A Publication of the Christian Fellowship of Art Music Composers (CFAMC) Andy Sauerwein, editor
NOTE: The views expressed herein are not necessarily those of CFAMC, nor of the editor.
In this issue:
- From the Editor
- Welcome New Members!
- Reflections on the National Conference
- News of Note: Activities of CFAMC Composers
- CFAMC listening pages
FROM THE EDITOR:
First, an apology: The CONCERTed OFFERING is (*ahem*) a quarterly publication, and its editor has utterly failed to maintain that standard over this last academic year. Lord willing, the issue is resolved, and quarterly issues will once again issue forth. I ask your forgiveness and invite you to renew your involvement with CFAMC.
Since our national conference at Northwestern College of Iowa last September, CFAMC has been somewhat quiet-but not without reason. The board has been thinking and praying through some new initiatives designed to renew and refocus CFAMC’s purpose and vision as a fellowship, as a body of God’s children committed to encouraging and sharpening one another as we pursue the creative process we call “art music.” Important, significant things are brewing, and this means (among other things) warfare in the spiritual realm.
Yes, warfare. The CFAMC list is relatively silent, as Tony Leung has most recently noted (yes, puns intended: he gets the high score for his most recent pitch), and the newsletter went into hibernation. We are “busy”, occupied with individual demands and problems, distracted and unfocused by media overload. If you are like me, you are brimming with visions and ideas but fighting to stay rooted in the daily process of seeking God, finding balance, persisting in obedience. This is also the story of CFAMC, at present: our individual challenges crowd in on the “long obedience” required to sustain long-distance relationships, and the weight of things works a wicked entropy. We live in a fallen world. No surprise.
But what great hope we have in the love of the Father, the work of Christ, the strength of the Holy Spirit! In some marvelous way, God weaves even darkness and weakness into his perfect expression of his glorious light and strength. We may see only the cracked cup and the spills with our mortal eyes, but our cups are overflowing with the Lord’s gracious provision. “God has won the war,” my pastor recently said, “now go fight the battle!”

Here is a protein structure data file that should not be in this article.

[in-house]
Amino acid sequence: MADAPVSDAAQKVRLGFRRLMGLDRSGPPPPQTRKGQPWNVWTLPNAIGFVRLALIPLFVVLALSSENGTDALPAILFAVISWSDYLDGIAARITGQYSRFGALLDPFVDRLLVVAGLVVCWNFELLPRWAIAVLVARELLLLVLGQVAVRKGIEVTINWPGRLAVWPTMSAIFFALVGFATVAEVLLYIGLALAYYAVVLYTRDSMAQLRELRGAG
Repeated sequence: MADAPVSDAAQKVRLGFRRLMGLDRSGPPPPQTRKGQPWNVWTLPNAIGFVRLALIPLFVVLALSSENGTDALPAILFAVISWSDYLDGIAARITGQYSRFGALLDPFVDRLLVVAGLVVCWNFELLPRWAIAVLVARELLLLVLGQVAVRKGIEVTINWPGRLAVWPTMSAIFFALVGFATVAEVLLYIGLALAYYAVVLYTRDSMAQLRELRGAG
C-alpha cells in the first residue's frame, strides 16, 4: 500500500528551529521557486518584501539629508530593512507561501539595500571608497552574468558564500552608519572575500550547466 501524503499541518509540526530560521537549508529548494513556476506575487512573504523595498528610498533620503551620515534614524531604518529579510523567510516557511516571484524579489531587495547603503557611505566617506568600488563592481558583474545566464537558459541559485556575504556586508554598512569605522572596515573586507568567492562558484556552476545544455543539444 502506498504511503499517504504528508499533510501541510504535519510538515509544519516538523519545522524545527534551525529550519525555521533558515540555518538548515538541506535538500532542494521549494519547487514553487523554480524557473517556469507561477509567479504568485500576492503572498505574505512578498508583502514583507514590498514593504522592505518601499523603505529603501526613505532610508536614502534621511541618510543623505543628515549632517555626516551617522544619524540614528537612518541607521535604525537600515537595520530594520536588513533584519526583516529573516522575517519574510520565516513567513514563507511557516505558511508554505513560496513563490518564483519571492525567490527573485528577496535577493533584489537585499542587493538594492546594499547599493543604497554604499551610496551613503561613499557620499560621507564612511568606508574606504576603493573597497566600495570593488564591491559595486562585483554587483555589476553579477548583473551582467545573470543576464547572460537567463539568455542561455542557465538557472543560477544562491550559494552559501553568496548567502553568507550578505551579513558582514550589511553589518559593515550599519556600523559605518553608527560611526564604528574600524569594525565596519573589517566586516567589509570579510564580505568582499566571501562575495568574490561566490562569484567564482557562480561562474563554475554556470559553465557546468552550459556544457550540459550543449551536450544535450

I recently returned from a musical mission to Peru. For two weeks, faculty and students from Belhaven College worked with PeruMission to bring music, vision, encouragement, and training to churches, schools, and colleges in Trujillo and Cajamarca. The weight of poverty (physical and spiritual) in their society has distracted many Peruvians from pursuing the gifts of beauty and truth God has given all of us by creating us in his image, so we encouraged people to revitalize the creative pursuit of musical beauty and excellence. Through the entire process, the Lord made it clear to us that HE was the author and finisher of our efforts to serve him. My own sense of purpose and focus was deeply renewed, and I find myself now more firmly wrapped up in seeking God and practicing daily obedience to his calling and purpose.
This, too, is warfare: moreso than in Peru, here we have the same kinds of immense distractions, the same erosion, the same leaking cups. In spite of the renewal I experienced upon visiting Peru, daily life easily devolves into an exotic jumble of detours. CFAMC navigates this same dynamic. God is at work, winning the war through us and in spite of us. On some days, the compelling vision of fellowship and renewal in the world of art music seems lost in fruitless distraction. Yet the vision remains compelling, and CFAMC continues to look for God’s direction and purpose, to fix our eyes on the overflowing cup Christ continues to fill.